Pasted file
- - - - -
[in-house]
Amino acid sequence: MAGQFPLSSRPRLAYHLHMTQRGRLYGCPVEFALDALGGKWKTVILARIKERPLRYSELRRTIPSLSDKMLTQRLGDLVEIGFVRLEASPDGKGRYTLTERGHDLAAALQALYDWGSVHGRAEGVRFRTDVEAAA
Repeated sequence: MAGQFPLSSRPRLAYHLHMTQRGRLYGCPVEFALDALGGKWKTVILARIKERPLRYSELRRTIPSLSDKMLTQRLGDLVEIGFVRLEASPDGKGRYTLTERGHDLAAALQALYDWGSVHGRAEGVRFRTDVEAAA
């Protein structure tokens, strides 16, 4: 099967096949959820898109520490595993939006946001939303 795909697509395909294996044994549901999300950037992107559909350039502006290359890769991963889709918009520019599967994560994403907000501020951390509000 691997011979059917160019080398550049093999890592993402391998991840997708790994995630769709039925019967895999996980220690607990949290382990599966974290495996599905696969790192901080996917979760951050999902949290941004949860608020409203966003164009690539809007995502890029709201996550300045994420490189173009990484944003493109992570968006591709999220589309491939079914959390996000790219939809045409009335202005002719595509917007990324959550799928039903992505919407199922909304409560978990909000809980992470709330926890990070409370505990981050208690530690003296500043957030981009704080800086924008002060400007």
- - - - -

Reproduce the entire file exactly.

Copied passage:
[in-house]
Amino acid sequence: MAGQFPLSSRPRLAYHLHMTQRGRLYGCPVEFALDALGGKWKTVILARIKERPLRYSELRRTIPSLSDKMLTQRLGDLVEIGFVRLEASPDGKGRYTLTERGHDLAAALQALYDWGSVHGRAEGVRFRTDVEAAA
Repeated sequence: MAGQFPLSSRPRLAYHLHMTQRGRLYGCPVEFALDALGGKWKTVILARIKERPLRYSELRRTIPSLSDKMLTQRLGDLVEIGFVRLEASPDGKGRYTLTERGHDLAAALQALYDWGSVHGRAEGVRFRTDVEAAA
């Protein structure tokens, strides 16, 4: 099967096949959820898109520490595993939006946001939303 795909697509395909294996044994549901999300950037992107559909350039502006290359890769991963889709918009520019599967994560994403907000501020951390509000 691997011979059917160019080398550049093999890592993402391998991840997708790994995630769709039925019967895999996980220690607990949290382990599966974290495996599905696969790192901080996917979760951050999902949290941004949860608020409203966003164009690539809007995502890029709201996550300045994420490189173009990484944003493109992570968006591709999220589309491939079914959390996000790219939809045409009335202005002719595509917007990324959550799928039903992505919407199922909304409560978990909000809980992470709330926890990070409370505990981050208690530690003296500043957030981009704080800086924008002060400007």